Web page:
Boca Juniors president Daniel Angelici has confirmed that the club is currently looking into the options of building a new stadium. The president did this in a radio interview while in Spain looking for investors in the club.
He right away went into further detail as to the specifics of the project. According to Angelici, the new stadium is planned to have a capacity of 75,000 seats and standing places divided over two tiers. It will furthermore have all modern facilities and ample parking space – something that La Bombonera lacks.
The president hopes to move into the new stadium in 2015 or 2016, though admits that is an optimistic take. After all, the club first needs to attract sufficient funding and convince its powerful socios of the need to move. After the news broke out many fans already expressed their discontent under the Twitter hashtag #LaBomboneraNoSeToca.
Angelici also added that a naming rights deal for a period of 10 years will be a necessary requirement. All financing will have to come from outside sources, and the club today proudly displayed a photo of a Dubai sheik wearing a Boca jersey on its website.
The stadium will be built almost next to La Bombonera, in an area where the club currently owns a few football pitches and where its Casa Amarilla (yellow house) sits. It will also need to buy a few adjacent empty fields that are currently owned by the city of Buenos Aires.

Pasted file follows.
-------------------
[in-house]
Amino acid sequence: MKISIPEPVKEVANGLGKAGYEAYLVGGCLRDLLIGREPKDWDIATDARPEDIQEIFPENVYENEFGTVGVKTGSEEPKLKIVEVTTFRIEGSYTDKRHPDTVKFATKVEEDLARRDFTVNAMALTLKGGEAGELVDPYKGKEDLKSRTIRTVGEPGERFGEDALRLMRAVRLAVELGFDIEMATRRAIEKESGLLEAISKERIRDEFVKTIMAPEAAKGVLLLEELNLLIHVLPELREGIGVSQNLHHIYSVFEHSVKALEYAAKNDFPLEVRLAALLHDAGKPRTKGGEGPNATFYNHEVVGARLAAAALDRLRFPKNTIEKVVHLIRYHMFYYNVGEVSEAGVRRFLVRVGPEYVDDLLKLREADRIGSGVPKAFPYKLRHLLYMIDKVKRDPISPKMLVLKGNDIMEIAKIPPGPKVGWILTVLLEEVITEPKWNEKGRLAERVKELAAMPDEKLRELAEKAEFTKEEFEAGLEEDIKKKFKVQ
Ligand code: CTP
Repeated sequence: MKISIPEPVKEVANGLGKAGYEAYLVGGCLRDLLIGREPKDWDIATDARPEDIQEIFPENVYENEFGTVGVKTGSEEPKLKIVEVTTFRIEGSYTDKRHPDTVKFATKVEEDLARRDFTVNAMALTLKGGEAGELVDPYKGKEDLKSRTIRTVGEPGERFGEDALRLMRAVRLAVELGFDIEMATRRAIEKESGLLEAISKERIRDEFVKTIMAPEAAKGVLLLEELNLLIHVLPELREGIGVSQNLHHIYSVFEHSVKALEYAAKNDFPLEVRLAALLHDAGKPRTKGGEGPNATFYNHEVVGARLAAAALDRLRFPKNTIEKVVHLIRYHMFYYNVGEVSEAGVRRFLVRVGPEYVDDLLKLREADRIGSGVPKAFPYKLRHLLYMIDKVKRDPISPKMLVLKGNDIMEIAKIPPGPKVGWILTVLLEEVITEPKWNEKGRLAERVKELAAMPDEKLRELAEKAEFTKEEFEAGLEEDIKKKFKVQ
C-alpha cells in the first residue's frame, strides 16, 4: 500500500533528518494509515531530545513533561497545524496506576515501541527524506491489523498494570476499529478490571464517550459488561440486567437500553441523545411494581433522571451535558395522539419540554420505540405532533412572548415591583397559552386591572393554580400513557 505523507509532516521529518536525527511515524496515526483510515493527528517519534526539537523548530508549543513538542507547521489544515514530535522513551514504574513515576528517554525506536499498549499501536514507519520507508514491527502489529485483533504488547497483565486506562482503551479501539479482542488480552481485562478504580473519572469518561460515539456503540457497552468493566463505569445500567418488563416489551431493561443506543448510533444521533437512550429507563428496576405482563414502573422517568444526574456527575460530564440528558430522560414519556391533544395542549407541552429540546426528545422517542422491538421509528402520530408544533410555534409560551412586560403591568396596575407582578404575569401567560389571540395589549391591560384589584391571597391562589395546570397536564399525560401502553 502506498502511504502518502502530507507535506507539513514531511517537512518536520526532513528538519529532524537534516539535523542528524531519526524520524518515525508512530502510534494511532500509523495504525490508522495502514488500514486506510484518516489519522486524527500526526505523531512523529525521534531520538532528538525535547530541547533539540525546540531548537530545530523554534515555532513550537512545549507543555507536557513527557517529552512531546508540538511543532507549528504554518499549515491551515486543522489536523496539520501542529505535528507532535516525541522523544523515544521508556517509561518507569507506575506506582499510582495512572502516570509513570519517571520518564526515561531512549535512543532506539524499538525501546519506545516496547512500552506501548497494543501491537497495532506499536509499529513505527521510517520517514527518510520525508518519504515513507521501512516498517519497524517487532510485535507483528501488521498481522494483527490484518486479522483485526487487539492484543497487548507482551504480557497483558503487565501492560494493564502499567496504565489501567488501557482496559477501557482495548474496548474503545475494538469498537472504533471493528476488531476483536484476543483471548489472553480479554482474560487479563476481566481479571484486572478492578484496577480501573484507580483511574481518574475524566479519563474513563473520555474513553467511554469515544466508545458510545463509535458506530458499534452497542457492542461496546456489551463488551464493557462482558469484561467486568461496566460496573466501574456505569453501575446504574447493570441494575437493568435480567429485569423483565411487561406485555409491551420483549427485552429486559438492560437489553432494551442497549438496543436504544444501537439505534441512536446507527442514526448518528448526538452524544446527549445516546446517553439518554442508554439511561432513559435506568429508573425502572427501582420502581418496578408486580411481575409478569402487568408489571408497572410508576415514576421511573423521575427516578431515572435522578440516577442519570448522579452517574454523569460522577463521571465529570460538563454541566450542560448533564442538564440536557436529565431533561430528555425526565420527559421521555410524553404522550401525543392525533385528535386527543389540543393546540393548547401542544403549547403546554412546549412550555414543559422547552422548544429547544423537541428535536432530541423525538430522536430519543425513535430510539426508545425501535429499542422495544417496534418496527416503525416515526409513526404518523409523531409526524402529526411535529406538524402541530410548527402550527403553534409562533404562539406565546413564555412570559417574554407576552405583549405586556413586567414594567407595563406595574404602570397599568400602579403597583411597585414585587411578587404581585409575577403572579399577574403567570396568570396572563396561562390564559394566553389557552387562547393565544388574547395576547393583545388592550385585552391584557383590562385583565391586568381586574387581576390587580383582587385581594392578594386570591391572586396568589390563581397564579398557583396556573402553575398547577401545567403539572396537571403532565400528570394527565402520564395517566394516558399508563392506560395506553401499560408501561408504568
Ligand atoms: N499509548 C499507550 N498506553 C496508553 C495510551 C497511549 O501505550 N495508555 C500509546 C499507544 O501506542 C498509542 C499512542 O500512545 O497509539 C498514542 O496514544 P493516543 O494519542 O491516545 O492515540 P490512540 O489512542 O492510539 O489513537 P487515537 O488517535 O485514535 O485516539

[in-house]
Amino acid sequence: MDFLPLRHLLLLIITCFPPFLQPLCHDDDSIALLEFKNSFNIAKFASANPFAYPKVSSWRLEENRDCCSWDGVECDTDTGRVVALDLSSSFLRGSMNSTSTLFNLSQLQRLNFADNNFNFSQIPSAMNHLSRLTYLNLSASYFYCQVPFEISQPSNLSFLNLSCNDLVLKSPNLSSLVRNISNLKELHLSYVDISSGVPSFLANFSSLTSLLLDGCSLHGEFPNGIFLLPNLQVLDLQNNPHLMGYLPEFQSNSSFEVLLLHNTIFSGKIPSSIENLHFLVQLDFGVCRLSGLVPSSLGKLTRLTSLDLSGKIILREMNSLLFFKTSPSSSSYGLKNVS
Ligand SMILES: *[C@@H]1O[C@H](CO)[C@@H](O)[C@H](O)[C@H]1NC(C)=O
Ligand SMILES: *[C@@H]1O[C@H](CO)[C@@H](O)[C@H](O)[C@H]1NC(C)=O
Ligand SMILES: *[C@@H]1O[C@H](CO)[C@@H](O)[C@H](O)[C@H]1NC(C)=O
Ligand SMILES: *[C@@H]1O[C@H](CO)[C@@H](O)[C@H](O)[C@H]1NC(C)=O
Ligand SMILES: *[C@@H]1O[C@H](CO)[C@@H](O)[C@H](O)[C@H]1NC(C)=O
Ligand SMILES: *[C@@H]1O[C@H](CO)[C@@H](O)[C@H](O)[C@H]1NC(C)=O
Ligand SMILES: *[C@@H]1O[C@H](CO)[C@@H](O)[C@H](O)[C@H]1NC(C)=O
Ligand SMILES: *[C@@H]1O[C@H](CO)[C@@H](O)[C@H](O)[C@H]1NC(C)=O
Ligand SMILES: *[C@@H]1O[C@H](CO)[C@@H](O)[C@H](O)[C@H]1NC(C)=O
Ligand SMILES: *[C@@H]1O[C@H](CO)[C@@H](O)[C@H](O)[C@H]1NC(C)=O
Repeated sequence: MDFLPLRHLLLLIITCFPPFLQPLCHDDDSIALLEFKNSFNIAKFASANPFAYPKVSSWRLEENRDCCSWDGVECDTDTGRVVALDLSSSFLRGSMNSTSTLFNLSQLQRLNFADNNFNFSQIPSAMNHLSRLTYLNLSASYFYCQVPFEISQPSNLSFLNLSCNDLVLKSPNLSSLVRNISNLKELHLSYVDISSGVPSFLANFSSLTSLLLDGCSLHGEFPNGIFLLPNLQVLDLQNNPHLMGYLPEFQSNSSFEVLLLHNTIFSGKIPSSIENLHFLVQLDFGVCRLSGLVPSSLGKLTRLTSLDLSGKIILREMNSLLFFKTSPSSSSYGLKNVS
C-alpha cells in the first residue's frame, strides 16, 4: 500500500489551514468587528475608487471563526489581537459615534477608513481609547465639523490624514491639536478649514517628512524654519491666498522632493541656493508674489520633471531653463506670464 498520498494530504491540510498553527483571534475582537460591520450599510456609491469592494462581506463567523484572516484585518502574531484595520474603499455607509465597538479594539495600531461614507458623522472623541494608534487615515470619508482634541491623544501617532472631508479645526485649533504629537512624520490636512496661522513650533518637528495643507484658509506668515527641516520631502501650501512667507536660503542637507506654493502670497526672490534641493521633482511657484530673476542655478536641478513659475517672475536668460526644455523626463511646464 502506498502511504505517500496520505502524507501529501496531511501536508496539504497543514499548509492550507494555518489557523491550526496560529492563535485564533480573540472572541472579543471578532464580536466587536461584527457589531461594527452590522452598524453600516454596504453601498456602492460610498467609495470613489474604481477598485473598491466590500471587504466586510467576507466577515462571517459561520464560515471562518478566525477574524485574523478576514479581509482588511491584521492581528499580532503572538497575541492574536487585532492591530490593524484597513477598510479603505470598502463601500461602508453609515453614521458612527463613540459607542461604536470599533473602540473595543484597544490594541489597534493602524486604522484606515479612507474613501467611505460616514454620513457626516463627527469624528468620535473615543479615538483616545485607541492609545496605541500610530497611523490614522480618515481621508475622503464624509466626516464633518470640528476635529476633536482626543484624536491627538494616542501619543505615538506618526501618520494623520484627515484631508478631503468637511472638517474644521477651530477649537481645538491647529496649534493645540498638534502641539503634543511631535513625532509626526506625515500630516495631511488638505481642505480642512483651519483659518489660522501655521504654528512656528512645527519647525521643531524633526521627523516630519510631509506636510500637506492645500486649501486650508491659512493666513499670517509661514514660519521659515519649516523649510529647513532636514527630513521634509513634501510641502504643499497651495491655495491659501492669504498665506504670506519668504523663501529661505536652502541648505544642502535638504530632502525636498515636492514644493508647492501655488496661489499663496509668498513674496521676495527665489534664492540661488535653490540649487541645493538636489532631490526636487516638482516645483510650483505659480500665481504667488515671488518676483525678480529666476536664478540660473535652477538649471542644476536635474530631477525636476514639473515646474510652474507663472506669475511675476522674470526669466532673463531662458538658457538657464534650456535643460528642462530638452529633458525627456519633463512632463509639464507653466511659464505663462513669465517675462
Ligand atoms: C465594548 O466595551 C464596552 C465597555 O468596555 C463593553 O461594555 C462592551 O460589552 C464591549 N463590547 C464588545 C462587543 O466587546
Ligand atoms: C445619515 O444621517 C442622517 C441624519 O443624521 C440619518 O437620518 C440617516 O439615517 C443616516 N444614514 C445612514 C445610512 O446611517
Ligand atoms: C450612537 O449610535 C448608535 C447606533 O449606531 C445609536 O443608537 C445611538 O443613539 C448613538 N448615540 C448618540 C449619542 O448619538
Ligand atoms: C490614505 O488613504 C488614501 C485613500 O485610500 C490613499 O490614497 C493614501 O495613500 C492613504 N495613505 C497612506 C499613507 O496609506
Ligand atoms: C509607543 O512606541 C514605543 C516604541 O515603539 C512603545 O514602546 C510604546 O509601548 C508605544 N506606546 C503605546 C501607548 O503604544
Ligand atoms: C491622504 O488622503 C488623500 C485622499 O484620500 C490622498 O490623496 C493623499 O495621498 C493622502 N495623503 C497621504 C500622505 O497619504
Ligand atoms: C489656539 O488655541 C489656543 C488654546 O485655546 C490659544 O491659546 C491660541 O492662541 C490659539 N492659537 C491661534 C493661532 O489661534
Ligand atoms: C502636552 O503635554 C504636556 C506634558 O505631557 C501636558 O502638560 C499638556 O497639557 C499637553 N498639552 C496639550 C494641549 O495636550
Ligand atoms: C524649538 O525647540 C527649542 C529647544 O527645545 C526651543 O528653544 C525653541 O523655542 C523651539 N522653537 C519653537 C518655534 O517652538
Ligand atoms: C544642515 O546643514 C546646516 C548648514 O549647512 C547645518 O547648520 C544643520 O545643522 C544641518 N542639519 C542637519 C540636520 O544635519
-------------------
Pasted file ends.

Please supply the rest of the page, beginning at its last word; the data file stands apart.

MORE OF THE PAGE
Boca director Juan Carlos Crespi later added that it is not the club’s intention to demolish La Bombonera, which will remain in its current form and be used for events and lower-level football matches. The club expects to present more concrete plans in a few months time.
La Bombonera, built in 1940, is arguably one of the most iconic stadiums of the world. The stadium has a capacity of 49,000, but lacks the possibilities to expand being hemmed in by housing. Though not generally selling out, ticket sales is currently restricted to socios and foreigners buying steeply priced tour packages.
In the late 1960s Boca started the construction of a new 140,000-stadium, which never got completed due to political and economical turmoil. We will soon dedicate a complete article to that failed attempt.